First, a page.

The current study was conducted to identify reasons that motivate hospitalized patients or their primary care providers to request AAA and to measure the effects of AAA on common symptoms patients experience. A single pretest-posttest AAA survey conducted in an academic medical center, enrolled 20 adult participants who were hospitalized from December 1, 2016 through November 30, 2017. Participants were asked to fill out a pre-and post-visit visual analog scale (VAS), reasoning behind their request, and satisfaction survey. The care team completed a qualitative survey on AAA interference with patient care. The most common (40%; n=8) reason for AAA was “companionship”. Post-visit, VAS scores for fatigue, anxiety, frustration, and stress improved significantly (P<0.001). The hospital care team was comfortable with AAA and reported they did not interfere with patient care. These results suggest that AAAs can be beneficial for the emotional well-being of hospitalized participants without interfering with care teams.
Animal-Assisted Activity; Animal-Facilitated Therapy; Pet Therapy; Wellbeing
Animal-assisted activities (AAA), involve the interaction between a human and a registered therapy dog and its human handler, which provide an opportunity to enhance quality of life, increase motivation, and boost morale [1-3]. Dogs are the most common companion animal. Moreover, AAA is becoming an increasingly common treatment strategy for hospitalized patients and is available in hundreds of hospitals in the United States . As a complementary component of overall treatment, AAA have been shown to have a positive effect on various population groups, such as older adults, adolescents , and children [6-9], and improving patients’ quality of life [10-13].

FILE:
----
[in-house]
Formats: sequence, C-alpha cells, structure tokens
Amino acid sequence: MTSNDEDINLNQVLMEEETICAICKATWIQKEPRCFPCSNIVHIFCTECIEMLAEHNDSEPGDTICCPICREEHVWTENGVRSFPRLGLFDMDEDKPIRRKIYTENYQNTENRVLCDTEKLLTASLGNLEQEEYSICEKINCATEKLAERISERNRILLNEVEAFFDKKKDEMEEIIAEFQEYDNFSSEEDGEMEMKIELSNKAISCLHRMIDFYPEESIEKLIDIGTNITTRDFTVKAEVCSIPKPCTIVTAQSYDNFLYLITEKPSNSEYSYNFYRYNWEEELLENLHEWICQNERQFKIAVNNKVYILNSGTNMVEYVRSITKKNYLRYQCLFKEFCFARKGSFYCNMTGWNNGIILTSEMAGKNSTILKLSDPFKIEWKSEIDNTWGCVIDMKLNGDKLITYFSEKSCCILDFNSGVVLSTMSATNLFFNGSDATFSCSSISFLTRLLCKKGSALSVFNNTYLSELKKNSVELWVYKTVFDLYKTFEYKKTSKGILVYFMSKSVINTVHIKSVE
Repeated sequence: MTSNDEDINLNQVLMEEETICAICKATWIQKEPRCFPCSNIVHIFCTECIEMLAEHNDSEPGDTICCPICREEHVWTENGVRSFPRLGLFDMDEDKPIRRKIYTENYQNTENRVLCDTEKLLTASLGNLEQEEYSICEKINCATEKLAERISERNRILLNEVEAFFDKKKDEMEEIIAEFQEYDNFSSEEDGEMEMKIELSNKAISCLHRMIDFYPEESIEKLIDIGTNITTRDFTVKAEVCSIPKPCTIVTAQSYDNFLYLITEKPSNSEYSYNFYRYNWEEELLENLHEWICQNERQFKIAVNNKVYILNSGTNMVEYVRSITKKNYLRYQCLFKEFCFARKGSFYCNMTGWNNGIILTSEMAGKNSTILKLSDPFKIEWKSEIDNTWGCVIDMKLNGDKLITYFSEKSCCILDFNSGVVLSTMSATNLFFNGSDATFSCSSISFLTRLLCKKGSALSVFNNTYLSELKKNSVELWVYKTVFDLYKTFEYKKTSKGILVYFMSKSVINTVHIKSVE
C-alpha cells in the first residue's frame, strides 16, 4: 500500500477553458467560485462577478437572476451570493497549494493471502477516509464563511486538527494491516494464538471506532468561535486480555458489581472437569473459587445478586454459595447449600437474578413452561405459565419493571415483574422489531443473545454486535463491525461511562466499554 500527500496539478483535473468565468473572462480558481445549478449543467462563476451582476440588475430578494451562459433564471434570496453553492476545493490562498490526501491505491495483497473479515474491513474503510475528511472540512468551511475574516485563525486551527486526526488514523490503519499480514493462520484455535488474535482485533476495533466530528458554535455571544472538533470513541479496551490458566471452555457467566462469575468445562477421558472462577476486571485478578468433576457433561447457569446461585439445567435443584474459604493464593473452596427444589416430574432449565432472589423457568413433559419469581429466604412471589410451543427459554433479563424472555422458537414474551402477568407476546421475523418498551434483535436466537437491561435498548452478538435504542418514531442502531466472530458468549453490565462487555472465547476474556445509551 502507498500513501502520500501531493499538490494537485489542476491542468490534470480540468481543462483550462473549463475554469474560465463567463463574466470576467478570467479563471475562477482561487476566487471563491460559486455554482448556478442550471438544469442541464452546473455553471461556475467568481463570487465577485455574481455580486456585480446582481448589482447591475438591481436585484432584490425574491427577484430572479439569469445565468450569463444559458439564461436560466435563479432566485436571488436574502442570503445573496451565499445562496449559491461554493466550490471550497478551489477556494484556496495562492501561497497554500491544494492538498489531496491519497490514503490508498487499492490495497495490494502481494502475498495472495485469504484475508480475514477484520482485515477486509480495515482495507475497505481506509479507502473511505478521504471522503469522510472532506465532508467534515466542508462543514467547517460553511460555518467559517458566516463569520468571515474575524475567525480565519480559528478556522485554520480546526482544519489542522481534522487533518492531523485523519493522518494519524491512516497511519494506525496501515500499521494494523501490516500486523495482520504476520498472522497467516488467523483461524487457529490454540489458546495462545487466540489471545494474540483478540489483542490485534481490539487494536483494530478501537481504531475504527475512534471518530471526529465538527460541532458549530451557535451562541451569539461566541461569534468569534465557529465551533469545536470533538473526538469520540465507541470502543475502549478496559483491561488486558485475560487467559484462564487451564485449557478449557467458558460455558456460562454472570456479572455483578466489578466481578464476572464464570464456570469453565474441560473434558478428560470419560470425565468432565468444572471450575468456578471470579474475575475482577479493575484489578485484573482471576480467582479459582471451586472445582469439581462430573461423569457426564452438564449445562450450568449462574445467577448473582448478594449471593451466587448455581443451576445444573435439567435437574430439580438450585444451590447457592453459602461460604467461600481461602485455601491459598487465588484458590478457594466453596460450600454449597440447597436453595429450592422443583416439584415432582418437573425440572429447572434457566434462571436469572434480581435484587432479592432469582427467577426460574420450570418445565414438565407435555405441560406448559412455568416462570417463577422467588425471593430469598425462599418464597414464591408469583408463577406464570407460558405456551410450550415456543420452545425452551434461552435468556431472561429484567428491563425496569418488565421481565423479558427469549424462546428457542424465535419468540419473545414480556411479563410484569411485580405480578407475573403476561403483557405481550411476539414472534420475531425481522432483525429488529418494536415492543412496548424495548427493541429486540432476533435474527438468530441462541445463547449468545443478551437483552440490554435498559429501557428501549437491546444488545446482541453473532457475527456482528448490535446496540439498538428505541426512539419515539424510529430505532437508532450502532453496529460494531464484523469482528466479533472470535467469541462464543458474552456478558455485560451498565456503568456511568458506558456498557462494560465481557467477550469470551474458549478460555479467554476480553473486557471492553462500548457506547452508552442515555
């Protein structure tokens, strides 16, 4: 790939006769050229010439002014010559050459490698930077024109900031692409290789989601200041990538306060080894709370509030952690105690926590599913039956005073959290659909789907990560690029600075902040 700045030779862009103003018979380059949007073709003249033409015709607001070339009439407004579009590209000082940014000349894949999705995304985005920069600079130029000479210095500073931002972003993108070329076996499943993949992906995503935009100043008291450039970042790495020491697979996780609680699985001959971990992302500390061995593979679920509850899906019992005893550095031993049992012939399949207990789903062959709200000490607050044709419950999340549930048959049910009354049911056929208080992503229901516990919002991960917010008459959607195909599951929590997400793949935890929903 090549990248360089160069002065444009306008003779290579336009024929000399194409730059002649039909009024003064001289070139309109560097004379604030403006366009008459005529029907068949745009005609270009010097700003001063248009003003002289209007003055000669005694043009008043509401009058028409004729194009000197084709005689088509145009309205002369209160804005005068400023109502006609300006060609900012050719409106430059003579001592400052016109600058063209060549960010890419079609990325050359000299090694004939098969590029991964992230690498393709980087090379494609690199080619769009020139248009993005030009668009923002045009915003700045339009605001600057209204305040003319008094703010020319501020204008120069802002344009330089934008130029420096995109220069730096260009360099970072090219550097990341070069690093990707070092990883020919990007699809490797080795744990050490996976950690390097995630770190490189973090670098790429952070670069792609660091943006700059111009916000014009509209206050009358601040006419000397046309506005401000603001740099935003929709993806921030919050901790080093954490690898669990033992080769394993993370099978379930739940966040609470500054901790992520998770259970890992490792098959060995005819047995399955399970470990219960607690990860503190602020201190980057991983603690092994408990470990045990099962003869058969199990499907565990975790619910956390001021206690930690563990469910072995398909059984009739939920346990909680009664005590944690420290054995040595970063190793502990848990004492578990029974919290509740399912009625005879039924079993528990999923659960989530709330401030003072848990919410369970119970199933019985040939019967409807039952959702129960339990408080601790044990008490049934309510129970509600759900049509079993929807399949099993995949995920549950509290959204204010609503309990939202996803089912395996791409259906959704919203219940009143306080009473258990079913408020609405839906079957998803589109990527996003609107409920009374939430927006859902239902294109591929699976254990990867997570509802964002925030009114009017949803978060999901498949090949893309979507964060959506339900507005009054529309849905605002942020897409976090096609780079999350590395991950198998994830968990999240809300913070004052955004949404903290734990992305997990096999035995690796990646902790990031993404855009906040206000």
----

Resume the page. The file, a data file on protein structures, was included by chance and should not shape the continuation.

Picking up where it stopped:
Hospitalization is usually stressful for patients and family members. However, AAA has been used during hospitalization to mitigate this stress. Potential stressors include unfamiliar sounds, interruptions for measurements and laboratory testing, unpredictable schedules, and overall uncertainty and lack of control of the patient’s situation. Furthermore, these stressors can exacerbate the physical pain experienced by the patient. Pain management during the hospital stay is a clinically significant challenge, and therapy dog visits have been associated with reduced pain and related symptoms .
At Mayo Clinic, Rochester, MN, AAA was introduced in 2009. Since then, requests have constantly increased, specifically, for the inpatient population. In total, 1,439 orders for a therapy dog were placed in 2014 and have increased to 2,638 in 2018. Mayo Clinic’s therapy dog program, Caring Canines , has 33 teams of volunteer handlers and their registered therapy dogs. The therapy dogs in the Caring Canines program range in size and variation in breed. Furthermore, to stay active in the program, all teams must comply with The Society for Healthcare Epidemiology of America’s infection control guidelines for animals in health care facilities . As a volunteer service, therapy dog visits can provide an effective, cost-free option for enhancing patients’ hospital experiences.
Animal-assisted therapy has been studied in various patient populations [17-19], but no information is available in the literature as to why patients requested these visits. This pilot study aimed to identify the reasons that motivate hospitalized patients or their primary care providers to request an AAA. Furthermore, to measure the effects of AAA on various symptoms, record patient’s satisfaction, referral patterns (who referred or suggested participants for AAA), and care team members’ feedback.